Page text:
Categories
Uncategorized

One Hundred Years and Counting

‘What’s your name?’ ‘How old are you?’ ‘Are you married?’ – the last a surprising question from the lips of a small Palestinian child trying out her English on the streets of Hebron. Adults are more cautious: ‘Where (are) you from?’ is a common ice-breaker…

 One Hundred Years and Counting

One hundred years ago…

‘What’s your name?’ ‘How old are you?’ ‘Are you married?’ – the last a surprising question from the lips of a small Palestinian child trying out her English on the streets of Hebron. Adults are more cautious: ‘Where (are) you from?’ is a common ice-breaker.

Several times over the years I have been asked that question by Palestinians whose English is as limited as my Arabic, and have been surprised by their one-word response to my admission that I come from England : ‘Balfour!’. Enough said. They know their history. They know all about the rather inglorious role the British played in the history of the region, and in the history of Palestine in particular.

One hundred years ago a letter ‘that changed the future’ was sent by Arthur Balfour – then British Foreign Secretary – to the leaders of the Jewish community in the United Kingdom. It conveyed the message that ‘his majesty’s government view with favour the establishment of a national home for the Jewish people….’.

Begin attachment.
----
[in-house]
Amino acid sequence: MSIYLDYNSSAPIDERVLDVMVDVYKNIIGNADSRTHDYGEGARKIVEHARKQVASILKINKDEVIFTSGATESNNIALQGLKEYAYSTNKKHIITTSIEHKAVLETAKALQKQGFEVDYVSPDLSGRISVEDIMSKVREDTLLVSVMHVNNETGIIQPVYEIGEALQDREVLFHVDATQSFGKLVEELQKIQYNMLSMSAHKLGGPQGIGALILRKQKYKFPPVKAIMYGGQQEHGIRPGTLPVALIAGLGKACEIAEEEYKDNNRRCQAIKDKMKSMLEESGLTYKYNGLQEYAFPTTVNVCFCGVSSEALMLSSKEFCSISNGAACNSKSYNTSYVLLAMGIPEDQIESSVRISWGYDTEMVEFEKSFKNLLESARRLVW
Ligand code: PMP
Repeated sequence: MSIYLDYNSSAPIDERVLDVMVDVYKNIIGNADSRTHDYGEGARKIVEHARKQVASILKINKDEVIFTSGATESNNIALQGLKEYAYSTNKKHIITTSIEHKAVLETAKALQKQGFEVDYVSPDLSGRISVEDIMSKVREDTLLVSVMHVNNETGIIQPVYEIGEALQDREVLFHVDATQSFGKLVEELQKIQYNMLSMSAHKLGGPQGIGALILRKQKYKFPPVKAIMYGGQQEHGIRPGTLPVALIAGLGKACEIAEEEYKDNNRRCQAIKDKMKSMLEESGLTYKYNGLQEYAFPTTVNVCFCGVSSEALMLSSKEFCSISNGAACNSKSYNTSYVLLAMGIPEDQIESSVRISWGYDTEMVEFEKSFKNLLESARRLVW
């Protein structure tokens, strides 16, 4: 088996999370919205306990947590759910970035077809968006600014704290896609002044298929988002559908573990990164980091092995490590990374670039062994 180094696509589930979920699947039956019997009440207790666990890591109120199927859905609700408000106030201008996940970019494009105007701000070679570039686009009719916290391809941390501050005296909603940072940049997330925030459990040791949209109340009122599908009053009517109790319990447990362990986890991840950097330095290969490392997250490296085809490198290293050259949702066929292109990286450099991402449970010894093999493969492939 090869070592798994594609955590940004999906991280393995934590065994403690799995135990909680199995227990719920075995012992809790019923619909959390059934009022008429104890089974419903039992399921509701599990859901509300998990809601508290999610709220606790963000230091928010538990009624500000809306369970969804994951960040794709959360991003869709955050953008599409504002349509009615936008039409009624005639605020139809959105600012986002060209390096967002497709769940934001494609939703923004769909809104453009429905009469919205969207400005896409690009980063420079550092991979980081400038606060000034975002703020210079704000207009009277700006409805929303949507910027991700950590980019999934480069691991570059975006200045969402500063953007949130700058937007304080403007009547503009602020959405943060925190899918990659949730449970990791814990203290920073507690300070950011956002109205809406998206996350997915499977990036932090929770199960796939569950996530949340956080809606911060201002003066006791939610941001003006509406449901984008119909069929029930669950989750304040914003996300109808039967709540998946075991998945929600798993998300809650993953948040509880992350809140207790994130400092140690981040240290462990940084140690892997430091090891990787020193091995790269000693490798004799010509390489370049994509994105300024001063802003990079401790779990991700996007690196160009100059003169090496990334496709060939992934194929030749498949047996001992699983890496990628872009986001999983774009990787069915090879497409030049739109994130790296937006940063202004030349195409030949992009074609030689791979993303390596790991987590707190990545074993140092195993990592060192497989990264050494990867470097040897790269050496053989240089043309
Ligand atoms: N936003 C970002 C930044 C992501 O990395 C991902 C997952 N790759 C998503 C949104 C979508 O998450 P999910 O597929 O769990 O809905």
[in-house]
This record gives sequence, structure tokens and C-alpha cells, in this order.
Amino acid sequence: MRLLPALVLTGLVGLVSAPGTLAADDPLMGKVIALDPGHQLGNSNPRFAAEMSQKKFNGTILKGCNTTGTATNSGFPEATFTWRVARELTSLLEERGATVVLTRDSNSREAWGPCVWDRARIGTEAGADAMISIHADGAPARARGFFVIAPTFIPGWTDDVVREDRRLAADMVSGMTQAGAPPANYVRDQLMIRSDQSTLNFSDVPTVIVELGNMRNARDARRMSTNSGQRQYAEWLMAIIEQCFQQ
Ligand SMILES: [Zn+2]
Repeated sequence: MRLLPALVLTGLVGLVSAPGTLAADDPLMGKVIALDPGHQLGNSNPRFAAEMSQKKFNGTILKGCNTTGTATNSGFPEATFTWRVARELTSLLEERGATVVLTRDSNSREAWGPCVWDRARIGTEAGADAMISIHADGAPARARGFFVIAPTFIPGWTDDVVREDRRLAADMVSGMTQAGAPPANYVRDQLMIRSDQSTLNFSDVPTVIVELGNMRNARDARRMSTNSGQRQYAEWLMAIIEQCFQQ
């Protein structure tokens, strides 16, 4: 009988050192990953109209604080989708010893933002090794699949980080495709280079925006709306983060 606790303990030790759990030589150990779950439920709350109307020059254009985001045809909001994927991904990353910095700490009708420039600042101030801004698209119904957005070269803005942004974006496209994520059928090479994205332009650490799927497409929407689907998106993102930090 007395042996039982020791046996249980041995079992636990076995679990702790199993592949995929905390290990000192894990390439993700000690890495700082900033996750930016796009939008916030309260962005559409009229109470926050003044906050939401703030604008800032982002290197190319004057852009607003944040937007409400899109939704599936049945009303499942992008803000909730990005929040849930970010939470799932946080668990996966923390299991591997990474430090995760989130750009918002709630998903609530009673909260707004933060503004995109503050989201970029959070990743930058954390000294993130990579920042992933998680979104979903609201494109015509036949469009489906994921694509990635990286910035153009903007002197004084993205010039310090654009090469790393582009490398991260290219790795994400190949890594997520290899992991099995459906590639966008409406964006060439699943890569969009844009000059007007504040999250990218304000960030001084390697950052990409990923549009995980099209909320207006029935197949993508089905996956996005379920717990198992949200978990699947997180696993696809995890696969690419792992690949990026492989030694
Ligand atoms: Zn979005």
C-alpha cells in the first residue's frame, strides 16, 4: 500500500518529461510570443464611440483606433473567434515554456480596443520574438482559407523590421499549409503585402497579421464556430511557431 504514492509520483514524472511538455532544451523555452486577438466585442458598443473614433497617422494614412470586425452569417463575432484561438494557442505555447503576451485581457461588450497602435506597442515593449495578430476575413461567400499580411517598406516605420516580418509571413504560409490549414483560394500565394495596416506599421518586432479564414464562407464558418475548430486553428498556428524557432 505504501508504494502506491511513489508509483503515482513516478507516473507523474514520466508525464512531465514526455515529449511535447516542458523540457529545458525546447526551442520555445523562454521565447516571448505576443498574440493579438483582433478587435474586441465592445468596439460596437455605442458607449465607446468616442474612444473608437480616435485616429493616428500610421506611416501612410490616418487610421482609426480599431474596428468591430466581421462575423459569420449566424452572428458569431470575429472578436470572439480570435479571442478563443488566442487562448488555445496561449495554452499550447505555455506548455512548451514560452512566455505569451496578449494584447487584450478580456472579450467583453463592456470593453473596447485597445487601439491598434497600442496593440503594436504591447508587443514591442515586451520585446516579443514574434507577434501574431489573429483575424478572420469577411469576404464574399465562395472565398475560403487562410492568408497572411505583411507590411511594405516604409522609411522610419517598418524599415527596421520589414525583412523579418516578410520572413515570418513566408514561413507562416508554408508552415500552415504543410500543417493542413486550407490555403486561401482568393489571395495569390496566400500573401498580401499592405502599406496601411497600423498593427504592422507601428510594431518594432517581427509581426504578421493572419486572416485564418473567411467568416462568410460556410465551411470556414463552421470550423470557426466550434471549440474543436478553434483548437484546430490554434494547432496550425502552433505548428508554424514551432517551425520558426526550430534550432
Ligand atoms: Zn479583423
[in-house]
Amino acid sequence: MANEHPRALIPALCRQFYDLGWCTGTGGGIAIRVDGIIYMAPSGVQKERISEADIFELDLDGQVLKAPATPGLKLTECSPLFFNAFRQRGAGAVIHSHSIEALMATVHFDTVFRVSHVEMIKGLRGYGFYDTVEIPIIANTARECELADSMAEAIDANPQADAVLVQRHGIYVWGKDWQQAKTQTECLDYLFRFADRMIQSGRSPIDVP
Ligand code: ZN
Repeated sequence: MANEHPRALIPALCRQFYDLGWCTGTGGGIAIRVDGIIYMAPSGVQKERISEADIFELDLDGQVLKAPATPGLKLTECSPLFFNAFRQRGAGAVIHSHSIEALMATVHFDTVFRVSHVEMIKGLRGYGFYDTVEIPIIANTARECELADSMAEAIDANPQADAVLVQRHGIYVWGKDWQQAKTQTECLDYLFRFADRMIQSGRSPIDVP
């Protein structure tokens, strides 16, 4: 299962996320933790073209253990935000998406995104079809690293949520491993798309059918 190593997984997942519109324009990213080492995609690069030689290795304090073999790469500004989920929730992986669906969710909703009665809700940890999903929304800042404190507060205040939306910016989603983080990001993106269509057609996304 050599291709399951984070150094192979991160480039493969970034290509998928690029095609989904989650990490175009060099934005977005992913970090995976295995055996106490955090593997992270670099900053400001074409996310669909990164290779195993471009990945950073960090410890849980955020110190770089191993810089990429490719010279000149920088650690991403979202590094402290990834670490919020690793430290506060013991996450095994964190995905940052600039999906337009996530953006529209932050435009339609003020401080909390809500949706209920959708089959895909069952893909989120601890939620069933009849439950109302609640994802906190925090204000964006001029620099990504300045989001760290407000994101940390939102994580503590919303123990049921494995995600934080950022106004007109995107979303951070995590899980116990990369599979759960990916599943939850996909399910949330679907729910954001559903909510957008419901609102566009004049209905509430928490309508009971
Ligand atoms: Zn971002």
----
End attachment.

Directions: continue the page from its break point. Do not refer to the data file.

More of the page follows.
But there was a condition. The  letter continued,  ‘it being clearly understood that nothing shall be done which may prejudice the civil and religious rights of existing non-Jewish communities in Palestine’.

Historians and lawyers still debate the precise meaning of the ‘condition’ that was attached to the letter. The reality is that the ‘national home for the Jewish people’ was established when the State of Israel was recognised by the international community in 1948, but at the expense of the Arab occupants of the land who were not even consulted. So much for the ‘condition’.  To this day, while Israelis celebrate their independence, Palestinians commemorate the Nakba, which roughly translated means ‘the day of catastrophe’.

And fifty years ago…

If Israeli independence was a catastrophe for Palestinians, the 1967 ‘Six  Day War’ was the Naksa – the ‘day of set-back’. Fifty years later it looks as though ‘setback’ is an understatement. In fact it was another catastrophe. The occupation which followed the war is now the longest in modern history. Israelis are reluctant to use the ‘O’ word: they argue that the rules of war (there are such!) which govern occupation don’t apply in this situation (the world community disagrees). But as Ariel Sharon admitted: ‘you cannot like the word, but what is happening is an occupation; to hold 3.5 million Palestinians under occupation….I believe is a terrible thing  for Israel and for Palestinians’. It is. Sharon rightly recognised the damage it does to both occupied and occupier, but especially to the occupied.

Hebron, and the Old City in particular, has been described as a microcosm of the occupation: a ‘little world’ which gives a glimpse of the larger reality. Here Palestinians experience the full weight of occupation: the constant presence of the Israeli military, checkpoints, restrictions on movement,  house invasions (see the website of Breaking the Silence for descriptions of house invasions by those who were responsible); road closures, and even segregated roads: paved roads for the Israeli settlers and military, boulder and rubbish-strewn paths for Palestinians.  And with no end in sight, and hope of a different future fast disappearing, it’s little wonder that Palestinians despair.